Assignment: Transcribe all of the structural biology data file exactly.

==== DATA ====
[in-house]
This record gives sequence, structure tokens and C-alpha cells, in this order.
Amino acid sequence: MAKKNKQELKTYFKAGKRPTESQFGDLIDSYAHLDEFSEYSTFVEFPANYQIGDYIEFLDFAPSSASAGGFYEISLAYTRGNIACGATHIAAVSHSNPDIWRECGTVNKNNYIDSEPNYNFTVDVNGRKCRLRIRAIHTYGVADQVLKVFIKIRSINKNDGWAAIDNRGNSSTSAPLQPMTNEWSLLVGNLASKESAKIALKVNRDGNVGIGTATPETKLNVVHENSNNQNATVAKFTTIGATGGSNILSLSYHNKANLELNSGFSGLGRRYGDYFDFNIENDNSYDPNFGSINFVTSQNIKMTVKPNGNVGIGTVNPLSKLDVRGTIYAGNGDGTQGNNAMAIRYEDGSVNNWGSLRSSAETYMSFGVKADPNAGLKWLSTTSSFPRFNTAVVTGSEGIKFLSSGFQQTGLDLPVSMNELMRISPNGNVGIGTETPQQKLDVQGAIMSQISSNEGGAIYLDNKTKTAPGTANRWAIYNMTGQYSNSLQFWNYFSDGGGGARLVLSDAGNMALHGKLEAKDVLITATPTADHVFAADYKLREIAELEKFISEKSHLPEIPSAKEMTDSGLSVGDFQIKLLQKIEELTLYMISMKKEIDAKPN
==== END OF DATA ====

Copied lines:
[in-house]
This record gives sequence, structure tokens and C-alpha cells, in this order.
Amino acid sequence: MAKKNKQELKTYFKAGKRPTESQFGDLIDSYAHLDEFSEYSTFVEFPANYQIGDYIEFLDFAPSSASAGGFYEISLAYTRGNIACGATHIAAVSHSNPDIWRECGTVNKNNYIDSEPNYNFTVDVNGRKCRLRIRAIHTYGVADQVLKVFIKIRSINKNDGWAAIDNRGNSSTSAPLQPMTNEWSLLVGNLASKESAKIALKVNRDGNVGIGTATPETKLNVVHENSNNQNATVAKFTTIGATGGSNILSLSYHNKANLELNSGFSGLGRRYGDYFDFNIENDNSYDPNFGSINFVTSQNIKMTVKPNGNVGIGTVNPLSKLDVRGTIYAGNGDGTQGNNAMAIRYEDGSVNNWGSLRSSAETYMSFGVKADPNAGLKWLSTTSSFPRFNTAVVTGSEGIKFLSSGFQQTGLDLPVSMNELMRISPNGNVGIGTETPQQKLDVQGAIMSQISSNEGGAIYLDNKTKTAPGTANRWAIYNMTGQYSNSLQFWNYFSDGGGGARLVLSDAGNMALHGKLEAKDVLITATPTADHVFAADYKLREIAELEKFISEKSHLPEIPSAKEMTDSGLSVGDFQIKLLQKIEELTLYMISMKKEIDAKPN